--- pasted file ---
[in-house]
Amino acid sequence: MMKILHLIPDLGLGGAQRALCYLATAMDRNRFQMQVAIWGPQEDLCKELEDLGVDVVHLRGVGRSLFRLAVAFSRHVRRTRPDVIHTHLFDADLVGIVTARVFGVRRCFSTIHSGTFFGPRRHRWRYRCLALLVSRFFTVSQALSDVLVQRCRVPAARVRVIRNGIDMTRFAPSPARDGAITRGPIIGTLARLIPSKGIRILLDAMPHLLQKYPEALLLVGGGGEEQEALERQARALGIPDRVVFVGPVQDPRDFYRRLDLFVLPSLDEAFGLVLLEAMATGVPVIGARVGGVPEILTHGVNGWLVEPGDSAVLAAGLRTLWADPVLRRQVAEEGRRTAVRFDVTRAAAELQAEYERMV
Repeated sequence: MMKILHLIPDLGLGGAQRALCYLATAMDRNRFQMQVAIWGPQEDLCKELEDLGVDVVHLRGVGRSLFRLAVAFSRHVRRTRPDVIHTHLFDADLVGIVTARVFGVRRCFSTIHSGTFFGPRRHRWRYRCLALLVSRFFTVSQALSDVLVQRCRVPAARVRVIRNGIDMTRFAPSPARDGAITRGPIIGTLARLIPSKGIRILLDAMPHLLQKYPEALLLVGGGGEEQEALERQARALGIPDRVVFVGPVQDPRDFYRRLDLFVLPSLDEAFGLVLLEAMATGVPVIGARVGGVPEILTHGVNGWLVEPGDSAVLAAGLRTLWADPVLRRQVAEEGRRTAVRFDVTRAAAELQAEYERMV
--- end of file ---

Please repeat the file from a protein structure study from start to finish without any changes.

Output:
[in-house]
Amino acid sequence: MMKILHLIPDLGLGGAQRALCYLATAMDRNRFQMQVAIWGPQEDLCKELEDLGVDVVHLRGVGRSLFRLAVAFSRHVRRTRPDVIHTHLFDADLVGIVTARVFGVRRCFSTIHSGTFFGPRRHRWRYRCLALLVSRFFTVSQALSDVLVQRCRVPAARVRVIRNGIDMTRFAPSPARDGAITRGPIIGTLARLIPSKGIRILLDAMPHLLQKYPEALLLVGGGGEEQEALERQARALGIPDRVVFVGPVQDPRDFYRRLDLFVLPSLDEAFGLVLLEAMATGVPVIGARVGGVPEILTHGVNGWLVEPGDSAVLAAGLRTLWADPVLRRQVAEEGRRTAVRFDVTRAAAELQAEYERMV
Repeated sequence: MMKILHLIPDLGLGGAQRALCYLATAMDRNRFQMQVAIWGPQEDLCKELEDLGVDVVHLRGVGRSLFRLAVAFSRHVRRTRPDVIHTHLFDADLVGIVTARVFGVRRCFSTIHSGTFFGPRRHRWRYRCLALLVSRFFTVSQALSDVLVQRCRVPAARVRVIRNGIDMTRFAPSPARDGAITRGPIIGTLARLIPSKGIRILLDAMPHLLQKYPEALLLVGGGGEEQEALERQARALGIPDRVVFVGPVQDPRDFYRRLDLFVLPSLDEAFGLVLLEAMATGVPVIGARVGGVPEILTHGVNGWLVEPGDSAVLAAGLRTLWADPVLRRQVAEEGRRTAVRFDVTRAAAELQAEYERMV